Over a year since its initial launch, the buzz has certainly died down for Google’s social platform. But there’s still some value to be had for video marketers.
If I had to group the top social media marketing sites into tiers, the first one would be pretty easy – Facebook, Twitter and LinkedIn. After that, relative newcomers like Google+ and Pinterest (along with Stumbleupon) continue to maintain their own niches in the social marketing universe, but there’s no doubt that “The Big Three” still reign supreme. (Note: A lot of people would add YouTube to this list as well. While I don’t consider it a pure social media platform, if you wanted to add it to the top tier, I wouldn’t argue with you.)
When Google+ first hit the web last summer, online marketers were keenly interested to see what the new platform had to offer. After all, this wasn’t just any new social media site – it was Google’s. If there was ever going to be a new challenger to the social throne, this one seemed like the best bet.
But while marketers, entrepreneurs, writers and other online personalities flocked to see what Google+ could do for them, there’s no denying that the platform has yet to really take off with your everyday end users. Before long, Pinterest cemented its status as “the next big thing” and interest in Google+ seemed to fade into the background as (at least for the time being) just another social tool.
Of course, that doesn’t mean it should be forgotten completely.
I’ll be the first to admit that when it comes to video marketing (or any marketing for that matter), Facebook, Twitter and LinkedIn are generally the best places for most businesses to focus their social media attention. But while the average activity of Google+ users can’t yet compete with the big boys, it does have one thing going for it when it comes to getting more eyes on your videos and online presentations: Google search.
What I mean is, unlike with other social media platforms, Google+ provides the best opportunity for people to engage with your content without actually being on the Google+ site itself. While posts on Facebook, LinkedIn and Twitter are generally viewable to your fans, connections and followers, Google+ content is indexed more prevalently in Google’s search engine. The result gives your video content added visibility to Google+ users – whether they are super active on the site or not.
Again, should you devote your entire social marketing strategy around Google+? No, of course not. But this benefit alone is worth at least having some sort of presence there for your video marketing content.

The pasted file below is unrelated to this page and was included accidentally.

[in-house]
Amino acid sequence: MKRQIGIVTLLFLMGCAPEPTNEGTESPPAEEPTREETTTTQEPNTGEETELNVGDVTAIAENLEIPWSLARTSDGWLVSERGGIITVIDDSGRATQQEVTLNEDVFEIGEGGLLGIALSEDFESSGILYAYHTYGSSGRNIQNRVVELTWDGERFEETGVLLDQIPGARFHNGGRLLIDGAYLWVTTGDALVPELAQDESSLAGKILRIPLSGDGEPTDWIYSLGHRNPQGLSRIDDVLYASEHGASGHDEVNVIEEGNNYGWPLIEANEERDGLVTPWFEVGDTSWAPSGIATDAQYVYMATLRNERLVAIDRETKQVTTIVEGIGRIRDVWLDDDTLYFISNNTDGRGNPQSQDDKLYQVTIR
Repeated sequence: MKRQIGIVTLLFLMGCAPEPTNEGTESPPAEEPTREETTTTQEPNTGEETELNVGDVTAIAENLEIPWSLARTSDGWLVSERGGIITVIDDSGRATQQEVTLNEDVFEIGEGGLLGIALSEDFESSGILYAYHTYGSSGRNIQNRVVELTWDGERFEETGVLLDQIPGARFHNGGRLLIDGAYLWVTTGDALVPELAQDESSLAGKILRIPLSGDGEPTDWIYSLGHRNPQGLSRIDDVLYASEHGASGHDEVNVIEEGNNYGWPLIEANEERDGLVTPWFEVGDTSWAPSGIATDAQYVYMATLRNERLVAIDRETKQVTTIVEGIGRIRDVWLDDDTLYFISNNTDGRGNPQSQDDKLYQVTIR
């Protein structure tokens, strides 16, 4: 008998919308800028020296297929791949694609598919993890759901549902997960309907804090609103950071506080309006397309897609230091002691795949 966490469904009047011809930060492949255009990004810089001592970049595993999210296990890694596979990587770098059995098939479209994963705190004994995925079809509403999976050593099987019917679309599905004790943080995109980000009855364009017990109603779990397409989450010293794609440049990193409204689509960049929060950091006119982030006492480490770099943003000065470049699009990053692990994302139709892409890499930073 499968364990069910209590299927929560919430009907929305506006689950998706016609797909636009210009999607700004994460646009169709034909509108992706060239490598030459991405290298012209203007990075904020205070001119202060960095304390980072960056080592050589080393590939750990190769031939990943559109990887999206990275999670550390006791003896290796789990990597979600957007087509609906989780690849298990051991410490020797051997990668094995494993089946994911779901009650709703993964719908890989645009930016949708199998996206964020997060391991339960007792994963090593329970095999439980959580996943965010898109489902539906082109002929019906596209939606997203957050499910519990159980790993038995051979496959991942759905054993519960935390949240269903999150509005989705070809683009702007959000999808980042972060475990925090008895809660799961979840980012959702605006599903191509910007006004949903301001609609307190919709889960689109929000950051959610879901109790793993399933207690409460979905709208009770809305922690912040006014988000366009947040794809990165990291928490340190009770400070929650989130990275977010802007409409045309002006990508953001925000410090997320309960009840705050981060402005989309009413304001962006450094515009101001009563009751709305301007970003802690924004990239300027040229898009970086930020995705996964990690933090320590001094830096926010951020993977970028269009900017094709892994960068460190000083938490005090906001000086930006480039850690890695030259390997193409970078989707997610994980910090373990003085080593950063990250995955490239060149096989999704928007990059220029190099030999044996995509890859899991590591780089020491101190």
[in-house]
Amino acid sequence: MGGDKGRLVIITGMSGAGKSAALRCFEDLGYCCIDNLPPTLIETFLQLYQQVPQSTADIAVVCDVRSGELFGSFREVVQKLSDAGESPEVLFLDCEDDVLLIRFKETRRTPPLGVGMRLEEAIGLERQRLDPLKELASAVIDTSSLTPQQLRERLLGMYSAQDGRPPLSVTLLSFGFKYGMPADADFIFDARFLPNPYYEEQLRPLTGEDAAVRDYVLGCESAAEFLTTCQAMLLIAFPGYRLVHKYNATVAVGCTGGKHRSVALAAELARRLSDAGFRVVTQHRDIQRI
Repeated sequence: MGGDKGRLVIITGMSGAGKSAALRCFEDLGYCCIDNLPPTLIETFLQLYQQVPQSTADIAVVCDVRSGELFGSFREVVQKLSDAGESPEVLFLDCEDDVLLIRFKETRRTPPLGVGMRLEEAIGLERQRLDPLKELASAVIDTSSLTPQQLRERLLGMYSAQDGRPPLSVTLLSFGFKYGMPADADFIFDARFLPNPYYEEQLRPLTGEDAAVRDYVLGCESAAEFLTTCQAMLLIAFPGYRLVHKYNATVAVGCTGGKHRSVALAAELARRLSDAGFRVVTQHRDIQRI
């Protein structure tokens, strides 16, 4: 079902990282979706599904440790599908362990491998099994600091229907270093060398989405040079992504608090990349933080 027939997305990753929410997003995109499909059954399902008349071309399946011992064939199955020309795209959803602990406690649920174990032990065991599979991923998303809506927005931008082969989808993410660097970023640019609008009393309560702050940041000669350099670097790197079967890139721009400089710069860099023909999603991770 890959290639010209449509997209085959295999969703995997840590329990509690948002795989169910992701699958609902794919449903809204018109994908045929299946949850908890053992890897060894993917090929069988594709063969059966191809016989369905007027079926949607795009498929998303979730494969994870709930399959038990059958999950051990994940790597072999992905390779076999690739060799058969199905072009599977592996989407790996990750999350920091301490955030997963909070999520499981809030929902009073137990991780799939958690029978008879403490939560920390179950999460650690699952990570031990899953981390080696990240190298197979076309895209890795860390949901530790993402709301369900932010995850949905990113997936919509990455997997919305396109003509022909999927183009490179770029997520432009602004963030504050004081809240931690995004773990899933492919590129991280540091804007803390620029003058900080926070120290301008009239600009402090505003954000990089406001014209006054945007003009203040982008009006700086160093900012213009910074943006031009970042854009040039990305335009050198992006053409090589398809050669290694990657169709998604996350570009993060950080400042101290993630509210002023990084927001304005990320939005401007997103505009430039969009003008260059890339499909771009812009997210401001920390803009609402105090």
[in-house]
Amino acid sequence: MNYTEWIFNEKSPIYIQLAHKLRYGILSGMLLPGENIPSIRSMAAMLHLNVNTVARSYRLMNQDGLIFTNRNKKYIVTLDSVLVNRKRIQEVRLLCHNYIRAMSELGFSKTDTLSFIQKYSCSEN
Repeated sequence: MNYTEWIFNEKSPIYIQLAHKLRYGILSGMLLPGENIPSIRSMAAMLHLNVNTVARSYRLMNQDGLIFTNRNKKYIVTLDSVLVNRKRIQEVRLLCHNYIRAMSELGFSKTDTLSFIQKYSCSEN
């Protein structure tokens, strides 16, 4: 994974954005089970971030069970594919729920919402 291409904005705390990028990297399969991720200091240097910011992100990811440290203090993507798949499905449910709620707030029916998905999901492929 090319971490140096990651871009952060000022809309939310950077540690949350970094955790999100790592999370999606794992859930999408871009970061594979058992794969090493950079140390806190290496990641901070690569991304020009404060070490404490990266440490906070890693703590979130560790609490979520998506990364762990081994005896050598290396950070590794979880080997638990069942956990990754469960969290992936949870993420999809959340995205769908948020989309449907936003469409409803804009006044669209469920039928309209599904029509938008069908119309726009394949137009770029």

With that said, here are some keys to keep in mind:
Google+ is primarily effective for web surfers who are logged in to their Google accounts (which due to the popularity of Gmail, is a whole heck of a lot of people these days).
When a logged-in user runs a search in Google, their results will be different than if they were not logged in. And if they are a Google+ user, they’ll be more likely to find content and posts from those they are connected to listed higher in their search results. This is why having a large network of connections on Google+ for your brand is useful.
There is also the “Plus 1” factor. A Plus 1 works similar to a Facebook like, and users can Plus 1 your content from within Google+ or from the content itself (if you have a +1 button enabled on your website pages, that is). This is important, because it means that even if a logged in user isn’t connected to you on Google+, your content can still receive a higher search ranking for them if someone they ARE connected to gives it a Plus 1. In fact, that person’s avatar will appear along with your content in the Google search listings, helping it to stand out from the rest of the results, which can lead to more clicks.
While there are lots of other features in Google+ that make the platform interesting for marketers, this is the one that has always really stood out for me. After all, Google is first and foremost a search engine, so it makes sense that its social media tool would be heavily incorporated with what the company does best. It may not be enough to push Google+ past the likes of Facebook, LinkedIn and Twitter, but as a video marketer, it can still be well worth your time.
For more on Google+, check out my podcast from January with Jesse Stay, author of Google+ for Dummies. And for additional tips on using video with social media, read this post on how video makes your content more shareable.